When Bharat launched Rotavac, two years ago, it was a dollar a dose. Also, the cheapest in comparison with what competitors GlaxoSmithKline (GSK) and Merck were selling in India. It was developed with support from the Indian and the US governments and non-government organisations including the Bill and Melinda Gates Foundation (BMGF). It couldn’t have been better timed because a year later, the Modi government included the rotavirus vaccine in the Universal Immunisation Programme (UIP) in four states—Andhra Pradesh, Haryana, Himachal Pradesh and Odisha. Rotavirus diarrhoea kills between 80,000 to 100,000 children every year.
Meanwhile, slowly and steadily, Serum had been developing a different product, more in tune with the global market. For two dollars a dose, Serum’s Rotasiil offers higher stability, a longer shelf life and reduced wastage with its small doses. No less importantly, it has pushed the government to change its ways of buying from the industry as the vaccine demand for the UIP soars.
More vaccine quantities and the number of children being immunised, up from 65% to 90% by 2020, under the new plan, have been like a booster dose for the Indian vaccine makers. The guaranteed minimum of 40% to the second lowest bidder is a turning point. The current UIP budget of Rs 1000 crore for 2017-18 will see nearly twice the number of suppliers for different vaccines, the credit for which goes to two companies—Bharat and Serum.
The hare & the tortoise
The story of Rotavac’s development started in 1985. A new strain of the virus was isolated at the All India Institute of Medical Sciences (AIIMS) in Delhi, says a member of the National Technical Advisory Group on Immunisation (NTAGI), which informs decision making in the UIP. What followed was unconventional. Global health charities supported molecular biologist Krishna M Ella, who founded Bharat in 1996 to develop vaccines in India. Along with other products, he slowly developed Rotavac, India’s first indigenous rotavirus vaccine, which, for that matter, was also India’s first locally developed novel vaccine. It was effective but, more importantly, inexpensive.
Rotavac took over 20 years to develop. In 2009, Serum, which mostly supplied generic vaccines for global immunisation programmes, began working on its own rotavirus vaccine. Eight years later, it licensed Rotasiil in India.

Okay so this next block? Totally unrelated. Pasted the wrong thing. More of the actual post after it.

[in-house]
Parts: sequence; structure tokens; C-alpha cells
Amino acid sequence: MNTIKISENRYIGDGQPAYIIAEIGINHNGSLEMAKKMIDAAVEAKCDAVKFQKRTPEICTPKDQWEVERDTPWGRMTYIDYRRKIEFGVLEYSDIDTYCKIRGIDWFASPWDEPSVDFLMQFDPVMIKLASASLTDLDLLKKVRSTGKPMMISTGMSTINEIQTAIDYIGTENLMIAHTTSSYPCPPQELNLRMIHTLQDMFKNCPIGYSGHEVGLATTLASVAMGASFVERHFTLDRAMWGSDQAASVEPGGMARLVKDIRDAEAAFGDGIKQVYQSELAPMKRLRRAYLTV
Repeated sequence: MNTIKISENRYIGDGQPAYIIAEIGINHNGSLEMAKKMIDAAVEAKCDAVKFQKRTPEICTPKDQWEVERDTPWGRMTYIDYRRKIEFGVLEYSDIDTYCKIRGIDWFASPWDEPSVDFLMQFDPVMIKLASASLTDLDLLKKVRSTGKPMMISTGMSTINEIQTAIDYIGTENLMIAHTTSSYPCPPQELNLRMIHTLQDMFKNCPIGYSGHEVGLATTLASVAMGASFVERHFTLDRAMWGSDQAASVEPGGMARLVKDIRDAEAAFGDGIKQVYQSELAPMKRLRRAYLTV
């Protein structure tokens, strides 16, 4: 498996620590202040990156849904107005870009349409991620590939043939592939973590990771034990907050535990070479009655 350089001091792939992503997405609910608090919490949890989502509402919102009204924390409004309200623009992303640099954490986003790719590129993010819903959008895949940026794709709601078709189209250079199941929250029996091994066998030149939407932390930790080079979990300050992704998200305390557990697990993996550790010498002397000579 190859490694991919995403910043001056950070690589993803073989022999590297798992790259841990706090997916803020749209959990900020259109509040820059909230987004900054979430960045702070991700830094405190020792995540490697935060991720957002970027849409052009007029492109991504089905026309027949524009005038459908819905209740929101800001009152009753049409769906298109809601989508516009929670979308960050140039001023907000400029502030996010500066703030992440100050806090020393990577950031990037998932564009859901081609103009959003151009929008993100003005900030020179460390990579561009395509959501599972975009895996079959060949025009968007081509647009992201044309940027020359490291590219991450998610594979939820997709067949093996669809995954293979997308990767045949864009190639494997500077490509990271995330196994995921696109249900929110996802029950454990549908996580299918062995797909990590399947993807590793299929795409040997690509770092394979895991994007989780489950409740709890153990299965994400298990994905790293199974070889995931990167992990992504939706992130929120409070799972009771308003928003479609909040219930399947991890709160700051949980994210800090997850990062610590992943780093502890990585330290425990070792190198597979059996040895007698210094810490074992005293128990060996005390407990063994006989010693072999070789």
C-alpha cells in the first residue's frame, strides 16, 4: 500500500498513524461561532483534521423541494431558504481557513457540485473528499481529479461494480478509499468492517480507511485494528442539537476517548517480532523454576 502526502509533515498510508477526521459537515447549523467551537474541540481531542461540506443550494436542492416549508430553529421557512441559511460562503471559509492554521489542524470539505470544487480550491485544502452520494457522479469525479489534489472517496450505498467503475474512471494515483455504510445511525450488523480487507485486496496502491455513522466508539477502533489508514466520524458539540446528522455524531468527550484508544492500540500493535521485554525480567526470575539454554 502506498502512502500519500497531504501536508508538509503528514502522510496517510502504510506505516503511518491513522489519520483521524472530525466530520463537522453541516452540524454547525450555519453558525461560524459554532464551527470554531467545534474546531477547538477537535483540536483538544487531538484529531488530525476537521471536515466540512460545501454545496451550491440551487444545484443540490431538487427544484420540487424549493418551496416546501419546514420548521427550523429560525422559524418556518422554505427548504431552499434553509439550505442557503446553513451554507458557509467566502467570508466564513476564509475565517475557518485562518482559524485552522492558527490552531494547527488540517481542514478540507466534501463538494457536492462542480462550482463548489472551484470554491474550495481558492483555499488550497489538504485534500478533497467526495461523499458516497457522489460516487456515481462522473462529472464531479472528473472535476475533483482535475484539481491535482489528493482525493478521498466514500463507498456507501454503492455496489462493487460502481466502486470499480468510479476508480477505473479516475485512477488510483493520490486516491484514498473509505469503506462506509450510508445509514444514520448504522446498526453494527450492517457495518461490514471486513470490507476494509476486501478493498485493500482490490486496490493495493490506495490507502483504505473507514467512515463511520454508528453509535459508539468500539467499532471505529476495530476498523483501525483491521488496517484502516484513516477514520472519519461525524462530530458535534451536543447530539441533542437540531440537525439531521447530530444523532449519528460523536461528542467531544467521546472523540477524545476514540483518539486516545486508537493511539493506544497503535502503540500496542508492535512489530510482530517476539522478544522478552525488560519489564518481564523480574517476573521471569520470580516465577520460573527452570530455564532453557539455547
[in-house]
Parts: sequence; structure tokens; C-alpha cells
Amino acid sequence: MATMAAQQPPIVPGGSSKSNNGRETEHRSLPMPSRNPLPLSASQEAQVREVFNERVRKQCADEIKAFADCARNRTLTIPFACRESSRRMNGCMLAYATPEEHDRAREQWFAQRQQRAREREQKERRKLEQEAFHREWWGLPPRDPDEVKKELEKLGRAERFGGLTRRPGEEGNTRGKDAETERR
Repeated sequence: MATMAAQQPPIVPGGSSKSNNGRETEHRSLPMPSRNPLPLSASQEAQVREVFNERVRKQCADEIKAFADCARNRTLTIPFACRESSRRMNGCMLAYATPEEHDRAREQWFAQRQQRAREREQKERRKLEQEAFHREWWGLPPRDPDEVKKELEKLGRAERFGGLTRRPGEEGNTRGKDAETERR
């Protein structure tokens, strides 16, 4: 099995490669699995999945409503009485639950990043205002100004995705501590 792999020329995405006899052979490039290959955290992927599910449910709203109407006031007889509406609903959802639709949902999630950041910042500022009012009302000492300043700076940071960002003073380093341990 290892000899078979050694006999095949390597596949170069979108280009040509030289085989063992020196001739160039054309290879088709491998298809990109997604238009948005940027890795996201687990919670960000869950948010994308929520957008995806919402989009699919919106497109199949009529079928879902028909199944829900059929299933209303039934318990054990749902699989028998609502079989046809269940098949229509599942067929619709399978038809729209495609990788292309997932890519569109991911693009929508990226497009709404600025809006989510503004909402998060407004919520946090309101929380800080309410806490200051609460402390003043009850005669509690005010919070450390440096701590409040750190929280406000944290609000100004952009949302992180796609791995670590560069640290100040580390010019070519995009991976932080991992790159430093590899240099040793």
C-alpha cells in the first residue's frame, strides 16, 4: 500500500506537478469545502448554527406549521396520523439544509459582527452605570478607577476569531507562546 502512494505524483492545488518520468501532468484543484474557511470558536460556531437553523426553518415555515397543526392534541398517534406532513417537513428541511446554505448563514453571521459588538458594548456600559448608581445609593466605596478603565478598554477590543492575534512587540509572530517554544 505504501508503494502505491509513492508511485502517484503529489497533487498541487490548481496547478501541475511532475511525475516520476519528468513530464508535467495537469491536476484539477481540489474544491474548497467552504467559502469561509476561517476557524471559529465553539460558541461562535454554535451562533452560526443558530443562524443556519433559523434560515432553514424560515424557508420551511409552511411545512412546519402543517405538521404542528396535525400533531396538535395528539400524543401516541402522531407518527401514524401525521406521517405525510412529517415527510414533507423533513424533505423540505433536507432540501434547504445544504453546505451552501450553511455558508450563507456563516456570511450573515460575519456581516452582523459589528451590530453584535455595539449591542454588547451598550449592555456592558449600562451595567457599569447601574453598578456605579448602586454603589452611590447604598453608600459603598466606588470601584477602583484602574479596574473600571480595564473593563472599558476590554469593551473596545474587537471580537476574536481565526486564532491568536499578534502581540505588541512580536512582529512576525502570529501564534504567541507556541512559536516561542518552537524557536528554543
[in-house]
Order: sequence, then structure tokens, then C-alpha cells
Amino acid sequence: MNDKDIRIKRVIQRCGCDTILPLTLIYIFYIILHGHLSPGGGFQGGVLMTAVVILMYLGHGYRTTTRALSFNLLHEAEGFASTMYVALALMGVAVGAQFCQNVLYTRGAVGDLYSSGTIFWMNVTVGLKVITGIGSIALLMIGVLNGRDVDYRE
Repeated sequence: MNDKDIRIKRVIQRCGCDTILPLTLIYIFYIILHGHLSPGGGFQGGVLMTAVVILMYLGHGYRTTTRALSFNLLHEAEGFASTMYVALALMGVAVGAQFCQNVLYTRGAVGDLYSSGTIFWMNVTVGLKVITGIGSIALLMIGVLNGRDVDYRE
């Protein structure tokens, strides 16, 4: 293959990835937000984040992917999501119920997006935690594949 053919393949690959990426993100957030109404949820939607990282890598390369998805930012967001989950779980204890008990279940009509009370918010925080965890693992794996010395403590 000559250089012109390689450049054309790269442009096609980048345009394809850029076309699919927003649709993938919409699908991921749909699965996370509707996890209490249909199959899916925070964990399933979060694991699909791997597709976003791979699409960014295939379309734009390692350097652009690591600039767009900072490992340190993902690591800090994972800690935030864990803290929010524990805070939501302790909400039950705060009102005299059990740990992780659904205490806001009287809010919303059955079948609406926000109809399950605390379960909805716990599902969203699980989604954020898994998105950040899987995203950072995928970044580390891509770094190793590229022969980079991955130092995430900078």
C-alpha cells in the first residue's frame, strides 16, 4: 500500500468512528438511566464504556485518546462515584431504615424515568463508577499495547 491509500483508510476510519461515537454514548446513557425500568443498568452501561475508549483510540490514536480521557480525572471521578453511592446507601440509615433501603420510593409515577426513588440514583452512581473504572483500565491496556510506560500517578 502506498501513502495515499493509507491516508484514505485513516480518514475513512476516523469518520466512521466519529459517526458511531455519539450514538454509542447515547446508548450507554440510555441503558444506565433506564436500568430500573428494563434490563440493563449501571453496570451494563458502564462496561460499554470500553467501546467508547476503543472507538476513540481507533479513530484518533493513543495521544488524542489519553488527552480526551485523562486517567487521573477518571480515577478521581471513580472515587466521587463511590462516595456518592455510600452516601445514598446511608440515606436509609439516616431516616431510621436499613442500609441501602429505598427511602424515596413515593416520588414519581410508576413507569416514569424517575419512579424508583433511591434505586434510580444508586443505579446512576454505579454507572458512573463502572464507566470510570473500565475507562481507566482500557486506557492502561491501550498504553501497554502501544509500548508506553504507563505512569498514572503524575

How did Serum take less time and develop a more stable vaccine?
Gagandeep Kang, a clinician scientist at the Christian Medical College and Hospital in Vellore, who was involved with the testing of both Rotavac and Rotasiil, says it was because of the experience that had already been achieved in Rotavac’s development process.
Although Rotavac’s development was a longer process, chiefly owing to finding partners, funding and the right trial design, there was no unreasonable delay, says Kang. In fact, it was only in 1997-98 that Bharat was identified as the industrial partner to manufacture the vaccine. Further, international non-government organisation PATH, which was a partner in Rotavac’s clinical development, was more experienced when it supported Serum with Rotasiil, she points out.
The motivation in the development of the two vaccines was also different as the vaccine-procuring landscape had evolved. High heat stability and shelf life were not priorities while developing Rotavac, notes Kang. With Rotasiil, Serum specifically focused on the fact that vaccines lose their efficacy if left at very high or low temperatures. Kang believes, a country with inadequate cold storage facilities could consider Rotasiil for its heat stability.
Whatever its reasons, Serum is not worried about finding a market.
In December 2016, the Drug Controller General of India (DCGI) approved Rotasiil. The vaccine also found itself eligible for the latest bidding round for 14.5 million doses of rotavirus, floated by the ministry of health.
When the rules of the race change
For now, Serum may have scored a win over Bharat. Rotasiil can be stored for 24 months at 37°C and for 6 months at 40°C. Whereas Bharat’s Rotavac, if not frozen at -20°C, can be stored at 5°C ±3°C for six months. Serum claims to have another advantage over Rotavac.
“Bharat Biotech’s rotavirus vaccine was initiated as a collaborative project with the DBT (Department of Biotechnology), PATH, BMGF, etc. It had the advantage of being the first company to launch an indigenous rota vaccine in India,” says SK Bahl, a director at Serum. He wouldn’t comment further on the competitor’s product. Serum, he says, worked diligently on its own vaccine, which underwent various phases of clinical trials in India and abroad.